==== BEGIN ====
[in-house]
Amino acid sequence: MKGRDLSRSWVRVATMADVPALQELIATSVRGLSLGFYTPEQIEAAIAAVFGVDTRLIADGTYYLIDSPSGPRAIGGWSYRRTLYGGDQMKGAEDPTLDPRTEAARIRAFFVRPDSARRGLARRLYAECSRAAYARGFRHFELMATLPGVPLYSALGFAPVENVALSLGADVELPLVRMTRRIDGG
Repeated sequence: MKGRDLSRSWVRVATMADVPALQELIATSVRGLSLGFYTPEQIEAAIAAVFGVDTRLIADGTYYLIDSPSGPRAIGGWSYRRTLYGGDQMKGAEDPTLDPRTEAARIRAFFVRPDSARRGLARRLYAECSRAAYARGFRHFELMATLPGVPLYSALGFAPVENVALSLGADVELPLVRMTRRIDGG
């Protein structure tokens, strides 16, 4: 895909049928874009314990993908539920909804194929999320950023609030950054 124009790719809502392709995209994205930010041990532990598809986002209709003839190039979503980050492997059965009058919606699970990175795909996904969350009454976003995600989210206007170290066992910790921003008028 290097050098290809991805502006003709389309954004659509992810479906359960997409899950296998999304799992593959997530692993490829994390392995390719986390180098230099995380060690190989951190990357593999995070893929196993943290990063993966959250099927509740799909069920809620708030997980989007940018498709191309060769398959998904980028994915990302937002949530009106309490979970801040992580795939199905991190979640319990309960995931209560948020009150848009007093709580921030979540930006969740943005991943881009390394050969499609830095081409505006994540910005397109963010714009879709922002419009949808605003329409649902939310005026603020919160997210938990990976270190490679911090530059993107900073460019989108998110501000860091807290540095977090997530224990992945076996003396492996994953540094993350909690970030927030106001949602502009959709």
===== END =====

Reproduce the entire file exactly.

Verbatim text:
[in-house]
Amino acid sequence: MKGRDLSRSWVRVATMADVPALQELIATSVRGLSLGFYTPEQIEAAIAAVFGVDTRLIADGTYYLIDSPSGPRAIGGWSYRRTLYGGDQMKGAEDPTLDPRTEAARIRAFFVRPDSARRGLARRLYAECSRAAYARGFRHFELMATLPGVPLYSALGFAPVENVALSLGADVELPLVRMTRRIDGG
Repeated sequence: MKGRDLSRSWVRVATMADVPALQELIATSVRGLSLGFYTPEQIEAAIAAVFGVDTRLIADGTYYLIDSPSGPRAIGGWSYRRTLYGGDQMKGAEDPTLDPRTEAARIRAFFVRPDSARRGLARRLYAECSRAAYARGFRHFELMATLPGVPLYSALGFAPVENVALSLGADVELPLVRMTRRIDGG
């Protein structure tokens, strides 16, 4: 895909049928874009314990993908539920909804194929999320950023609030950054 124009790719809502392709995209994205930010041990532990598809986002209709003839190039979503980050492997059965009058919606699970990175795909996904969350009454976003995600989210206007170290066992910790921003008028 290097050098290809991805502006003709389309954004659509992810479906359960997409899950296998999304799992593959997530692993490829994390392995390719986390180098230099995380060690190989951190990357593999995070893929196993943290990063993966959250099927509740799909069920809620708030997980989007940018498709191309060769398959998904980028994915990302937002949530009106309490979970801040992580795939199905991190979640319990309960995931209560948020009150848009007093709580921030979540930006969740943005991943881009390394050969499609830095081409505006994540910005397109963010714009879709922002419009949808605003329409649902939310005026603020919160997210938990990976270190490679911090530059993107900073460019989108998110501000860091807290540095977090997530224990992945076996003396492996994953540094993350909690970030927030106001949602502009959709």